The AHA researchers specifically advise against using coconut oil, which they note is 82 percent saturated fat and raises “bad” LDL cholesterol levels, “a cause of atherosclerosis.”

But many other scientific reviews in recent years — including one meta-analysis encompassing nearly 350,000 people followed for as long as 23 years — found no link between saturated fat and heart disease.

“Those reviews were much more limited because they didn’t take into consideration what the substitution [for saturated fats in the diet] was,” explains Dr. Alice Lichtenstein, co-author of the AHA advisory. “The better reviews that looked at replacing saturated fat with either carbohydrates or mono- or polyunsaturated fats, show clear differences.”

Many natural health practitioners take exception to the AHA conclusions, including integrative cardiologist Dr. Jack Wolfson. He contends that AHA researchers cherry-picked data from decades-old studies, and that branding all LDL as harmful is outdated science.

“Total LDL numbers are a very poor prognosticator of heart disease,” says Wolfson, a doctor of osteopathy and board-certified cardiologist based in Phoenix, Ariz. “What’s more relevant is LDL particle size and numbers. Small, dense particles are bad for the heart, but studies show that large fluffy particles, like those promoted by coconut oil, cause no harm.”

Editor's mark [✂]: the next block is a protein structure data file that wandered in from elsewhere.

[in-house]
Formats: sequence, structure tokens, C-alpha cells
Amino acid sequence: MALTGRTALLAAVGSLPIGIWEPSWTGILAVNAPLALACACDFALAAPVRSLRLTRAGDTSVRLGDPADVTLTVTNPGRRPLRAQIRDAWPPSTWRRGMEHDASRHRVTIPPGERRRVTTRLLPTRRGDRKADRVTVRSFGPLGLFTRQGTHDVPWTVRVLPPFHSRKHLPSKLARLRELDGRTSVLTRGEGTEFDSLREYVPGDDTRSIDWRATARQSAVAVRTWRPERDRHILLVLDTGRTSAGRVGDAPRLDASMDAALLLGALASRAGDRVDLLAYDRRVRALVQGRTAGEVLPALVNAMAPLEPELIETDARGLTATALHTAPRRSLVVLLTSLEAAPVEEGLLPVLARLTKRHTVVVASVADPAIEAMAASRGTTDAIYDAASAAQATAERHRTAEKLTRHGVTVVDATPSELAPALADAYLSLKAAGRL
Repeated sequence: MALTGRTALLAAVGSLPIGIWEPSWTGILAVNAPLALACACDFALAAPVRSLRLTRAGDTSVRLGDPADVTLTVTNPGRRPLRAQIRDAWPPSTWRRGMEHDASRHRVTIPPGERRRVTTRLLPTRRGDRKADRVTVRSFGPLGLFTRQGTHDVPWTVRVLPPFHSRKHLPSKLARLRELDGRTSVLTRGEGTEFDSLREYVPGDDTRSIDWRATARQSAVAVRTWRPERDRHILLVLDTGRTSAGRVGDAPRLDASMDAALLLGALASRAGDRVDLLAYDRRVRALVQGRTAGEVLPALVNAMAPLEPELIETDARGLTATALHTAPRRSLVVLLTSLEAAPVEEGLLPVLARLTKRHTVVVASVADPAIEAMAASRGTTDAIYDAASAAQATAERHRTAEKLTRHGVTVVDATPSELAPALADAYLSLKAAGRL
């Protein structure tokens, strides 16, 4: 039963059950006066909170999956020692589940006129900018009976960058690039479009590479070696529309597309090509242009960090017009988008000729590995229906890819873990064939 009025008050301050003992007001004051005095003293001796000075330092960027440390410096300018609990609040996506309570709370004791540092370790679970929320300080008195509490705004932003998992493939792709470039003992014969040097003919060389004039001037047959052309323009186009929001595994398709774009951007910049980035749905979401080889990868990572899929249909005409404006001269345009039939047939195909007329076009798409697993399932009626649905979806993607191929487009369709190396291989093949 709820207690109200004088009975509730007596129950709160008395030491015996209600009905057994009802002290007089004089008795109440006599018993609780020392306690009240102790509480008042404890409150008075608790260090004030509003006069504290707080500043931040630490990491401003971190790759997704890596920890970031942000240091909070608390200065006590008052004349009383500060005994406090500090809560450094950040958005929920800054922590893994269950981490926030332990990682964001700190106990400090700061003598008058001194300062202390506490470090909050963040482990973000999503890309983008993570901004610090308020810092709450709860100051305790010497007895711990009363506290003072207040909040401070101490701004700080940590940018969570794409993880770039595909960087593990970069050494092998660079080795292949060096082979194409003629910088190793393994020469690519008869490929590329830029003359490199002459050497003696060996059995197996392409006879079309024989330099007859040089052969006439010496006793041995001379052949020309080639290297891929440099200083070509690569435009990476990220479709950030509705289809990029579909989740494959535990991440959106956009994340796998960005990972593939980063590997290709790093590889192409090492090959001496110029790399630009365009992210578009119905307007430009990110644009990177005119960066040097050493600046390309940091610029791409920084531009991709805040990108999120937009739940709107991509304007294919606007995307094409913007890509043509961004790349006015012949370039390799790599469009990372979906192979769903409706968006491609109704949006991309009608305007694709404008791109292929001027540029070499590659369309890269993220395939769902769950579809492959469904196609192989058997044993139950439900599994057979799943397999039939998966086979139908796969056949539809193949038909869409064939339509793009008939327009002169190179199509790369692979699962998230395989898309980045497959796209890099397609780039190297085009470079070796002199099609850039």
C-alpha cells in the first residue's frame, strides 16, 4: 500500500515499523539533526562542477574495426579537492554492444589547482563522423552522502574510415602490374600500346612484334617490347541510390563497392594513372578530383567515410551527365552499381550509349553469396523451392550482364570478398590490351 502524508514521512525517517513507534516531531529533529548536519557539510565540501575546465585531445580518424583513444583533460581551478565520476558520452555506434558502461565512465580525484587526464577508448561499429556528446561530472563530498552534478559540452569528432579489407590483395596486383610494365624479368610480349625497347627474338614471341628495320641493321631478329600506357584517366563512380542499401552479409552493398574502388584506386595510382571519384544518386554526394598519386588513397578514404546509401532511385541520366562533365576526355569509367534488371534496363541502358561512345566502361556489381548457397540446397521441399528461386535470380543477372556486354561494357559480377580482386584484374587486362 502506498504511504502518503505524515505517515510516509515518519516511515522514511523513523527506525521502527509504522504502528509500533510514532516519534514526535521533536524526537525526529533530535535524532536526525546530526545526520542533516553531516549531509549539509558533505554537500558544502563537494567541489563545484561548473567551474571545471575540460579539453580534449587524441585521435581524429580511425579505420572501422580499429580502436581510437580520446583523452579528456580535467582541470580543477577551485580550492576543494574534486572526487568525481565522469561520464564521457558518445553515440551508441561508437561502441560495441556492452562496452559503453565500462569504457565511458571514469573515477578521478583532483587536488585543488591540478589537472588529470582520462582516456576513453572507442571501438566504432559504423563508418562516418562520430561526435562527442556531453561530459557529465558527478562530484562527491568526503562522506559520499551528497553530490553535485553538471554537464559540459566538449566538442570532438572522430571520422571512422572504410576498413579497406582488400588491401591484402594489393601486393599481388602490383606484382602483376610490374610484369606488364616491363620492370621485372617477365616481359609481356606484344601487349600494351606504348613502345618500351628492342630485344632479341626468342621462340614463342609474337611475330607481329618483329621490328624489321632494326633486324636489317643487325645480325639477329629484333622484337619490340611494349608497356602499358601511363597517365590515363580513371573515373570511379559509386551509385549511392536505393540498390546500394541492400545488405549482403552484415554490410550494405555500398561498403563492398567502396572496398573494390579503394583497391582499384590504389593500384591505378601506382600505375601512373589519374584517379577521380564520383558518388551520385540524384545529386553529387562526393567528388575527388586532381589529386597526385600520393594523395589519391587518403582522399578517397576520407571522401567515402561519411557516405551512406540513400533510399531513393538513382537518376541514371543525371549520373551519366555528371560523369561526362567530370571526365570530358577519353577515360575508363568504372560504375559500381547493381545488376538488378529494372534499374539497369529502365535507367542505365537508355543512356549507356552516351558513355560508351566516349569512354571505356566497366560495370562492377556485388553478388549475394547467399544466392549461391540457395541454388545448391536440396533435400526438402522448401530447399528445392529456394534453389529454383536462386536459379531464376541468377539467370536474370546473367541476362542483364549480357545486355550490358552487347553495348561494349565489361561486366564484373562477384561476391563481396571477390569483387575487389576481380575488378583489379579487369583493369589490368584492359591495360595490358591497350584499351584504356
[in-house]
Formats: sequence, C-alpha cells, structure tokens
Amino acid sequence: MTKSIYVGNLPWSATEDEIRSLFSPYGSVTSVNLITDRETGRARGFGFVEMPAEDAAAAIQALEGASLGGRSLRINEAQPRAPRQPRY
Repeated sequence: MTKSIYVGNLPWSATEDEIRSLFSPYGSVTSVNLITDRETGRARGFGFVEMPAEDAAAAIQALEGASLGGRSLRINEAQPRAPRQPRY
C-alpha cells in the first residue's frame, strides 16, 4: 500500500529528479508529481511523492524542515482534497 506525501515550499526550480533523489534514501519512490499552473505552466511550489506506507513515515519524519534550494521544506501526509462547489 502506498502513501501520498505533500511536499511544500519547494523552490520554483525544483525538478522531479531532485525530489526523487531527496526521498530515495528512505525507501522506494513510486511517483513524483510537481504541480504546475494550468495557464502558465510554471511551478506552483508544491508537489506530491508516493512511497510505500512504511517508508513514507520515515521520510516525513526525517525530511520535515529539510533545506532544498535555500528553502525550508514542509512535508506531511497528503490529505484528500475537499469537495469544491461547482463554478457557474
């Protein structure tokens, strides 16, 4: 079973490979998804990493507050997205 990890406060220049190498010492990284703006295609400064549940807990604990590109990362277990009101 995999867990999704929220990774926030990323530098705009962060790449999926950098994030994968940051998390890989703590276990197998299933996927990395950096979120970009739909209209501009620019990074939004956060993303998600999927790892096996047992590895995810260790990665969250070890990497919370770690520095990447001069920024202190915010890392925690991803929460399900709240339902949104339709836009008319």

But Lichtenstein, director of the Cardiovascular Nutrition Laboratory at Tuft University’s Human Nutrition Center on Aging, dismisses the LDL particle size factor, saying, “There’s much more written on the Internet about that than data to support it.”

Wolfson further questions AHA recommendations to use “highly processed” vegetable oils, saying their omega-6 fatty acids can contribute to systematic inflammation. In an AHA newsletter, the advisory’s lead author, Dr. Frank Sacks, suggests that people forsake butter and coconut oil for cooking and use canola, corn, soybean, and extra virgin olive oil instead.

“There’s nothing wrong with deep frying as long as you deep fry in a nice unsaturated vegetable oil,” Sacks adds.

That suggestion may send shudders through natural health practitioners, who widely contend that vegetable oils break down into harmful compounds under high heat.

“Coconut oil has a high smoke point, which makes it more stable for cooking,” explains Wolfson. “Unsaturated vegetable oils oxidize through the cooking process and cause oxidative stress and inflammation in the body.”

Lichtenstein once again cites a lack of data on the adverse effect of cooking with vegetable oils, telling Newsmax Health, “It’s not a concern.”

Wolfson also points out that the evolving science of heart disease seems to be shifting away from cholesterol and more toward inflammation as the primary cause.

“The risk of a cardiovascular event – heart attack, stroke and dying — is much higher when you have inflammation,” says Wolfson, author of “The Paleo Cardiologist: The Natural Way to Heart Health” and advocate of eating diets similar to our caveman ancestors.